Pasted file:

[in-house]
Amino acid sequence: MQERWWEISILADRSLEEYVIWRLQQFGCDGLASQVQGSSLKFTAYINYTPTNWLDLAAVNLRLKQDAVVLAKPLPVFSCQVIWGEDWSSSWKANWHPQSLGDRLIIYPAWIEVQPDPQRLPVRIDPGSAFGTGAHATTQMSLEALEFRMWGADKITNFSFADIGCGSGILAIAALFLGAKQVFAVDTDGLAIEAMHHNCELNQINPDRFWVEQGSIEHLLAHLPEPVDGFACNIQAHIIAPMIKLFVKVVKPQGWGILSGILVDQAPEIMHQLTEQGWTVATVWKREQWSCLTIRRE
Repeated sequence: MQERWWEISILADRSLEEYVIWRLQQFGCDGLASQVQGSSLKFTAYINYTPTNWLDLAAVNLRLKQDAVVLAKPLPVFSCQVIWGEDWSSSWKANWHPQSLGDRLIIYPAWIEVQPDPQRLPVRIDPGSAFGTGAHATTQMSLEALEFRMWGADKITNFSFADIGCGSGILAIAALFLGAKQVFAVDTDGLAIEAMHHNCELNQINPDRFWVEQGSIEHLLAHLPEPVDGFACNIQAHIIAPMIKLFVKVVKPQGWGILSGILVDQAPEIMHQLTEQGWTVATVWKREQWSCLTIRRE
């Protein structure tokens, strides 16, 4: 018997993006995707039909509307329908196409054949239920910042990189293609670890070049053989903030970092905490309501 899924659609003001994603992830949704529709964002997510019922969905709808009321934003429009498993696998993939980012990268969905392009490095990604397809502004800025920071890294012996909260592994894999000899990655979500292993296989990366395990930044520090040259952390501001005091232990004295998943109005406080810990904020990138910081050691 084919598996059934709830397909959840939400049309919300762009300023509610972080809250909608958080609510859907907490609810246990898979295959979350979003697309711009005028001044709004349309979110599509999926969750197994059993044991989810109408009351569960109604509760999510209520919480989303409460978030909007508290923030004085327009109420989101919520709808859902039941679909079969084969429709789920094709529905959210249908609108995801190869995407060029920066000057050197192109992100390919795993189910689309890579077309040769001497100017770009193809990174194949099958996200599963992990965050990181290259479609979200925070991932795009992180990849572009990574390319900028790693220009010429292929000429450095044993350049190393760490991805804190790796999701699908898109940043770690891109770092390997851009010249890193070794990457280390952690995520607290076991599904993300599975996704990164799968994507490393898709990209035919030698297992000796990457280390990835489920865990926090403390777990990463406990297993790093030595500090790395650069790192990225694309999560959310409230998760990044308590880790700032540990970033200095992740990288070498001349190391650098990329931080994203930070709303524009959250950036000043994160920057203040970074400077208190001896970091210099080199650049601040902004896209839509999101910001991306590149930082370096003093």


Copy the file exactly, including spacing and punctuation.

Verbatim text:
[in-house]
Amino acid sequence: MQERWWEISILADRSLEEYVIWRLQQFGCDGLASQVQGSSLKFTAYINYTPTNWLDLAAVNLRLKQDAVVLAKPLPVFSCQVIWGEDWSSSWKANWHPQSLGDRLIIYPAWIEVQPDPQRLPVRIDPGSAFGTGAHATTQMSLEALEFRMWGADKITNFSFADIGCGSGILAIAALFLGAKQVFAVDTDGLAIEAMHHNCELNQINPDRFWVEQGSIEHLLAHLPEPVDGFACNIQAHIIAPMIKLFVKVVKPQGWGILSGILVDQAPEIMHQLTEQGWTVATVWKREQWSCLTIRRE
Repeated sequence: MQERWWEISILADRSLEEYVIWRLQQFGCDGLASQVQGSSLKFTAYINYTPTNWLDLAAVNLRLKQDAVVLAKPLPVFSCQVIWGEDWSSSWKANWHPQSLGDRLIIYPAWIEVQPDPQRLPVRIDPGSAFGTGAHATTQMSLEALEFRMWGADKITNFSFADIGCGSGILAIAALFLGAKQVFAVDTDGLAIEAMHHNCELNQINPDRFWVEQGSIEHLLAHLPEPVDGFACNIQAHIIAPMIKLFVKVVKPQGWGILSGILVDQAPEIMHQLTEQGWTVATVWKREQWSCLTIRRE
């Protein structure tokens, strides 16, 4: 018997993006995707039909509307329908196409054949239920910042990189293609670890070049053989903030970092905490309501 899924659609003001994603992830949704529709964002997510019922969905709808009321934003429009498993696998993939980012990268969905392009490095990604397809502004800025920071890294012996909260592994894999000899990655979500292993296989990366395990930044520090040259952390501001005091232990004295998943109005406080810990904020990138910081050691 084919598996059934709830397909959840939400049309919300762009300023509610972080809250909608958080609510859907907490609810246990898979295959979350979003697309711009005028001044709004349309979110599509999926969750197994059993044991989810109408009351569960109604509760999510209520919480989303409460978030909007508290923030004085327009109420989101919520709808859902039941679909079969084969429709789920094709529905959210249908609108995801190869995407060029920066000057050197192109992100390919795993189910689309890579077309040769001497100017770009193809990174194949099958996200599963992990965050990181290259479609979200925070991932795009992180990849572009990574390319900028790693220009010429292929000429450095044993350049190393760490991805804190790796999701699908898109940043770690891109770092390997851009010249890193070794990457280390952690995520607290076991599904993300599975996704990164799968994507490393898709990209035919030698297992000796990457280390990835489920865990926090403390777990990463406990297993790093030595500090790395650069790192990225694309999560959310409230998760990044308590880790700032540990970033200095992740990288070498001349190391650098990329931080994203930070709303524009959250950036000043994160920057203040970074400077208190001896970091210099080199650049601040902004896209839509999101910001991306590149930082370096003093």